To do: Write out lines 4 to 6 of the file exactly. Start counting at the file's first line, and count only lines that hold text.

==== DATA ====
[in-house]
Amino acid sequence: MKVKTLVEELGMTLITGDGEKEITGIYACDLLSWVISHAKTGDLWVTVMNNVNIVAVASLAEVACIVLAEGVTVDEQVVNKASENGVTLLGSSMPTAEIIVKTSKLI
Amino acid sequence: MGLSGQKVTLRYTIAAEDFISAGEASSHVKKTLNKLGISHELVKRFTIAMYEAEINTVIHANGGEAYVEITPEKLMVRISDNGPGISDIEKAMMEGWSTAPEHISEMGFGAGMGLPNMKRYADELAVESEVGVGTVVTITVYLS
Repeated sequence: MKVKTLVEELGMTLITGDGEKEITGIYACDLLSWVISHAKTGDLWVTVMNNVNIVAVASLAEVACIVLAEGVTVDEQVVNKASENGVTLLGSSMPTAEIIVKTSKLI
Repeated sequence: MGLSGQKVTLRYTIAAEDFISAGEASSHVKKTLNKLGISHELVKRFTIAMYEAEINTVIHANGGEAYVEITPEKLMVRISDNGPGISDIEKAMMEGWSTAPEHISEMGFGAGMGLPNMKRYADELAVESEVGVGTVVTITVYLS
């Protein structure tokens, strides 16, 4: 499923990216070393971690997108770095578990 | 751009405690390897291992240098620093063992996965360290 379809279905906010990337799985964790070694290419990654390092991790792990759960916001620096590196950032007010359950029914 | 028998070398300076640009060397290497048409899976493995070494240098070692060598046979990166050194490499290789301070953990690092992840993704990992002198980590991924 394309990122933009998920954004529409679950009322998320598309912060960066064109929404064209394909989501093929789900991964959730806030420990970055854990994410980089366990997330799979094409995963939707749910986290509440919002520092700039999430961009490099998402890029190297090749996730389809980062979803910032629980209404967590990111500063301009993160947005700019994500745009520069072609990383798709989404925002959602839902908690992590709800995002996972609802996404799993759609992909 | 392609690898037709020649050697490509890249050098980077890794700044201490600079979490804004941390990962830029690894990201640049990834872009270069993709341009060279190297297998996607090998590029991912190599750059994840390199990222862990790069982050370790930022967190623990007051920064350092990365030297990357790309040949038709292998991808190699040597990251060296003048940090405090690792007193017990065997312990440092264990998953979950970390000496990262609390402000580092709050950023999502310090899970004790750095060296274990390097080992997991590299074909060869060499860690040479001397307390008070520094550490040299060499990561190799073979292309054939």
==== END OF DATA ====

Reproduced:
Repeated sequence: MKVKTLVEELGMTLITGDGEKEITGIYACDLLSWVISHAKTGDLWVTVMNNVNIVAVASLAEVACIVLAEGVTVDEQVVNKASENGVTLLGSSMPTAEIIVKTSKLI
Repeated sequence: MGLSGQKVTLRYTIAAEDFISAGEASSHVKKTLNKLGISHELVKRFTIAMYEAEINTVIHANGGEAYVEITPEKLMVRISDNGPGISDIEKAMMEGWSTAPEHISEMGFGAGMGLPNMKRYADELAVESEVGVGTVVTITVYLS
């Protein structure tokens, strides 16, 4: 499923990216070393971690997108770095578990 | 751009405690390897291992240098620093063992996965360290 379809279905906010990337799985964790070694290419990654390092991790792990759960916001620096590196950032007010359950029914 | 028998070398300076640009060397290497048409899976493995070494240098070692060598046979990166050194490499290789301070953990690092992840993704990992002198980590991924 394309990122933009998920954004529409679950009322998320598309912060960066064109929404064209394909989501093929789900991964959730806030420990970055854990994410980089366990997330799979094409995963939707749910986290509440919002520092700039999430961009490099998402890029190297090749996730389809980062979803910032629980209404967590990111500063301009993160947005700019994500745009520069072609990383798709989404925002959602839902908690992590709800995002996972609802996404799993759609992909 | 392609690898037709020649050697490509890249050098980077890794700044201490600079979490804004941390990962830029690894990201640049990834872009270069993709341009060279190297297998996607090998590029991912190599750059994840390199990222862990790069982050370790930022967190623990007051920064350092990365030297990357790309040949038709292998991808190699040597990251060296003048940090405090690792007193017990065997312990440092264990998953979950970390000496990262609390402000580092709050950023999502310090899970004790750095060296274990390097080992997991590299074909060869060499860690040479001397307390008070520094550490040299060499990561190799073979292309054939």